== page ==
Wednesday, 26 March 2014

Krstić in Poland

Radislav Krstić, who was convicted of aiding and abetting genocide by the International Criminal Tribunal for the former Yugoslavia and sentenced to 35 years’ imprisonment, was transferred to Poland where he is to serve the remainder of his sentence.  Krstić was originally sent to the United Kingdom. There he was brutally attacked by other inmates. He was subsequently transferred to the Detention Unit in The Hague because he was a witness in ongoing proceedings. After much hesitation, he has now been sent to Poland.
Krsti?  arrived last Saturday and has been placed in a form of interim detention for a two-month period after which he is to be moved to a prison. Polish courts have not yet decided how his sentence will be adapted to the realities of Polish law. Under national legislation, he is entitled to ask for pardon or conditional release after serving 15 years of his sentence. When he was in Britain, the date of eligibility for parole was set as 1 June 2016, just over two years from now. But under Polish law he may already be eligible for parole, given that his sentence is calculated from 3 December 1998 when he was first taken into custody by the Tribunal. Polish law does not contemplate a custodial term longer than 25 years’ imprisonment, although it permits a sentence of life imprisonment.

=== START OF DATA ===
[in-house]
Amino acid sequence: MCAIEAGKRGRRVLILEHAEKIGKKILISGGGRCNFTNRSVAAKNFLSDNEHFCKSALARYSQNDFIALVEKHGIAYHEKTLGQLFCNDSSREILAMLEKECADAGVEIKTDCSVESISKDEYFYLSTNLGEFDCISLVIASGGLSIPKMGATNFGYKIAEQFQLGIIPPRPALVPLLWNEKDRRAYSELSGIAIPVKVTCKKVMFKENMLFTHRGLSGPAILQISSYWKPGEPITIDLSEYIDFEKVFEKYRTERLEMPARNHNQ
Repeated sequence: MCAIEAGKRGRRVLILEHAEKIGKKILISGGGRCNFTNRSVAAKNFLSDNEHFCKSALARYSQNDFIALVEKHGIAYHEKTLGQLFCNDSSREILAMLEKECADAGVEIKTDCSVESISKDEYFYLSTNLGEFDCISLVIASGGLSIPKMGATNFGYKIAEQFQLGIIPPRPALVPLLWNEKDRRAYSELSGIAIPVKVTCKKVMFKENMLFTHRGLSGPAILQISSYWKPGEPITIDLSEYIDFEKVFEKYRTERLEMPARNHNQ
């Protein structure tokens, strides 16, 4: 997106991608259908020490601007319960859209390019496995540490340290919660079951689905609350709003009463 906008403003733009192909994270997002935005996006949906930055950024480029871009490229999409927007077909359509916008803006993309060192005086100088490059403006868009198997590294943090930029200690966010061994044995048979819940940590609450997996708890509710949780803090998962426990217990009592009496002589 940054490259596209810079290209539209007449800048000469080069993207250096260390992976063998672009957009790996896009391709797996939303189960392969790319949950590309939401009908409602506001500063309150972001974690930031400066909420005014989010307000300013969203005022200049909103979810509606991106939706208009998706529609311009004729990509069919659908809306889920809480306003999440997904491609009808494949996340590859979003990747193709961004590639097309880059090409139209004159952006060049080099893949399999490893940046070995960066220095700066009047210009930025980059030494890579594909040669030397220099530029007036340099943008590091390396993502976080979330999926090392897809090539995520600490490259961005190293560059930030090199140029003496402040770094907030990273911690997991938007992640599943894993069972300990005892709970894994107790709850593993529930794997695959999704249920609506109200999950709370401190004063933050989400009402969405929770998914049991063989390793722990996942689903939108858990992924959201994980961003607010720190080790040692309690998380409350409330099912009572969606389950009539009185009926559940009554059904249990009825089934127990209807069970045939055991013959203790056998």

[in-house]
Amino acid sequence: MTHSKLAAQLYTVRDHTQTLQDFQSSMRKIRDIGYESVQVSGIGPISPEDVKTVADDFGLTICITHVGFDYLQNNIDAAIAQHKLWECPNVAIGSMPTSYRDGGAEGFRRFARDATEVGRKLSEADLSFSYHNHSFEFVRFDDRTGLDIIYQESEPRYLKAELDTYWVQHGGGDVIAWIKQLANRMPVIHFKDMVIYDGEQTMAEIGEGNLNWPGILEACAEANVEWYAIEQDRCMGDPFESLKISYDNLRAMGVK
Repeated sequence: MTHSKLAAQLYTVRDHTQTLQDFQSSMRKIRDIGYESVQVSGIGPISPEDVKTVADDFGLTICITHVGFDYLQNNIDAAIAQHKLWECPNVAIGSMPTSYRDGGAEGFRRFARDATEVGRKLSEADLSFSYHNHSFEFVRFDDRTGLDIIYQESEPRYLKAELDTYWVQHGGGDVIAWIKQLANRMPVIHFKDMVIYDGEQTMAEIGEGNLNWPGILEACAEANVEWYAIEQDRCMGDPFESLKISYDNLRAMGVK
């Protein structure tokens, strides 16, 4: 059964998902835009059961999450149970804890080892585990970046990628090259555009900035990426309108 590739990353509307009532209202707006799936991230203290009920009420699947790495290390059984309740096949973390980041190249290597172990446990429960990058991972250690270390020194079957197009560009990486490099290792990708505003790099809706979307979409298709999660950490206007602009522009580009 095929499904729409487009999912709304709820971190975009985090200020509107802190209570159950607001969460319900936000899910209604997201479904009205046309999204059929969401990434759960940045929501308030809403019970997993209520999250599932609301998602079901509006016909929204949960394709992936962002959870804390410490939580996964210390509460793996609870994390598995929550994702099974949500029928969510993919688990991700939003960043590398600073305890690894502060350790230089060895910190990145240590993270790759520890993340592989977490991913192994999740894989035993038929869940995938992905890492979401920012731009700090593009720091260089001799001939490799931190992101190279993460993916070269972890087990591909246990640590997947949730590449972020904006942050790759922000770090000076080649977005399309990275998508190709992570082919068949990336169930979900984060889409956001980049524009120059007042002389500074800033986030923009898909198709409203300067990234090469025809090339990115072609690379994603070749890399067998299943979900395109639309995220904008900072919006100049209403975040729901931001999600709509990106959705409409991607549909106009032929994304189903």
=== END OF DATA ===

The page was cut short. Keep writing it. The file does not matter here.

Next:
There is much information on earlier stages in the proceedings concerning the detention of Krstić in an article by Oktawian Kuc in the 2012 edition of the Polish Yearbook of International Law. There is also a decision concerning his detention issued by the United Kingdom High Court dated 13 August 2010 ([2010] EWHC 2125 (Admin)).
Thanks to Karolina Wierczynska.

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